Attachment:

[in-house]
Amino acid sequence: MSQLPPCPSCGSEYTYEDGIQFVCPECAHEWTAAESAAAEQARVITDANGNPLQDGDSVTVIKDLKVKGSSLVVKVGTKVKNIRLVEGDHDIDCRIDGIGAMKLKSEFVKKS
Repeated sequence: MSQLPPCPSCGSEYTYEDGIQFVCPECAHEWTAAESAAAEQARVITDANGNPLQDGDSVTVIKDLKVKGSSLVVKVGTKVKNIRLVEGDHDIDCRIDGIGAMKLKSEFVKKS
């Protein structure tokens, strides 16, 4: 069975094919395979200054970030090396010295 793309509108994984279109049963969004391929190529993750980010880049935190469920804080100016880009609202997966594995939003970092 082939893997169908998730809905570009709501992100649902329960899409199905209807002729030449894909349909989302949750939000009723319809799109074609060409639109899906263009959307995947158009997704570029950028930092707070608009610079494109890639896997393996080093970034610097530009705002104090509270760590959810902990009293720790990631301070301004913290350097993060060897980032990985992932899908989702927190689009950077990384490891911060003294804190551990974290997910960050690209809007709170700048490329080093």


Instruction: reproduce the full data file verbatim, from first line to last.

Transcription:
[in-house]
Amino acid sequence: MSQLPPCPSCGSEYTYEDGIQFVCPECAHEWTAAESAAAEQARVITDANGNPLQDGDSVTVIKDLKVKGSSLVVKVGTKVKNIRLVEGDHDIDCRIDGIGAMKLKSEFVKKS
Repeated sequence: MSQLPPCPSCGSEYTYEDGIQFVCPECAHEWTAAESAAAEQARVITDANGNPLQDGDSVTVIKDLKVKGSSLVVKVGTKVKNIRLVEGDHDIDCRIDGIGAMKLKSEFVKKS
């Protein structure tokens, strides 16, 4: 069975094919395979200054970030090396010295 793309509108994984279109049963969004391929190529993750980010880049935190469920804080100016880009609202997966594995939003970092 082939893997169908998730809905570009709501992100649902329960899409199905209807002729030449894909349909989302949750939000009723319809799109074609060409639109899906263009959307995947158009997704570029950028930092707070608009610079494109890639896997393996080093970034610097530009705002104090509270760590959810902990009293720790990631301070301004913290350097993060060897980032990985992932899908989702927190689009950077990384490891911060003294804190551990974290997910960050690209809007709170700048490329080093």